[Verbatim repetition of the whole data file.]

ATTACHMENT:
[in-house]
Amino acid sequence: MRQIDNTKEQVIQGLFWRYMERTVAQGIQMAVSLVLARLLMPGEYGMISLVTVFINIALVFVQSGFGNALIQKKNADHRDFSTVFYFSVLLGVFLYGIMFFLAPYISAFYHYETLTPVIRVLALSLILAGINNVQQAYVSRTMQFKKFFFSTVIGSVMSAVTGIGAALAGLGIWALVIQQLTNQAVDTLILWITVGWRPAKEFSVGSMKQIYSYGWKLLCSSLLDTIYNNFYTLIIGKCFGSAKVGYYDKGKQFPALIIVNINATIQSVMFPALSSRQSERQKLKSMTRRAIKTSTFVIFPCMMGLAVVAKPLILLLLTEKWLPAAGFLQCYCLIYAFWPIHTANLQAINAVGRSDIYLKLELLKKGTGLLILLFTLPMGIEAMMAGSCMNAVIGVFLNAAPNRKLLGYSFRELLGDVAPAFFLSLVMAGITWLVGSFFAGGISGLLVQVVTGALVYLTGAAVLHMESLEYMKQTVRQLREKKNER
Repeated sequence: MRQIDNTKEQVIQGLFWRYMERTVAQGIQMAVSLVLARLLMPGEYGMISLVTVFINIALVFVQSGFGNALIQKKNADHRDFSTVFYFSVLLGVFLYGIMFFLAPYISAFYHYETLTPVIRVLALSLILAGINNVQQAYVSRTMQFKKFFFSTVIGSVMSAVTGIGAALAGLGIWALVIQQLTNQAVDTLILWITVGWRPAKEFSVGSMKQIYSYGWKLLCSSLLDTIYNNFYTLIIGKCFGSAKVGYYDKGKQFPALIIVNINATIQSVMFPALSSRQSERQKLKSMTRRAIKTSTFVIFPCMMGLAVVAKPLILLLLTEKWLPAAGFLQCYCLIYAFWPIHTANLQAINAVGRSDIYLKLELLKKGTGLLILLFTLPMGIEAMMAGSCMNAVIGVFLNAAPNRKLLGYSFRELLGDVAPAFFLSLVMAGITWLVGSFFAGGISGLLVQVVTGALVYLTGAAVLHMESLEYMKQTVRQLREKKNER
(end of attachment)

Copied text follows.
[in-house]
Amino acid sequence: MRQIDNTKEQVIQGLFWRYMERTVAQGIQMAVSLVLARLLMPGEYGMISLVTVFINIALVFVQSGFGNALIQKKNADHRDFSTVFYFSVLLGVFLYGIMFFLAPYISAFYHYETLTPVIRVLALSLILAGINNVQQAYVSRTMQFKKFFFSTVIGSVMSAVTGIGAALAGLGIWALVIQQLTNQAVDTLILWITVGWRPAKEFSVGSMKQIYSYGWKLLCSSLLDTIYNNFYTLIIGKCFGSAKVGYYDKGKQFPALIIVNINATIQSVMFPALSSRQSERQKLKSMTRRAIKTSTFVIFPCMMGLAVVAKPLILLLLTEKWLPAAGFLQCYCLIYAFWPIHTANLQAINAVGRSDIYLKLELLKKGTGLLILLFTLPMGIEAMMAGSCMNAVIGVFLNAAPNRKLLGYSFRELLGDVAPAFFLSLVMAGITWLVGSFFAGGISGLLVQVVTGALVYLTGAAVLHMESLEYMKQTVRQLREKKNER
Repeated sequence: MRQIDNTKEQVIQGLFWRYMERTVAQGIQMAVSLVLARLLMPGEYGMISLVTVFINIALVFVQSGFGNALIQKKNADHRDFSTVFYFSVLLGVFLYGIMFFLAPYISAFYHYETLTPVIRVLALSLILAGINNVQQAYVSRTMQFKKFFFSTVIGSVMSAVTGIGAALAGLGIWALVIQQLTNQAVDTLILWITVGWRPAKEFSVGSMKQIYSYGWKLLCSSLLDTIYNNFYTLIIGKCFGSAKVGYYDKGKQFPALIIVNINATIQSVMFPALSSRQSERQKLKSMTRRAIKTSTFVIFPCMMGLAVVAKPLILLLLTEKWLPAAGFLQCYCLIYAFWPIHTANLQAINAVGRSDIYLKLELLKKGTGLLILLFTLPMGIEAMMAGSCMNAVIGVFLNAAPNRKLLGYSFRELLGDVAPAFFLSLVMAGITWLVGSFFAGGISGLLVQVVTGALVYLTGAAVLHMESLEYMKQTVRQLREKKNER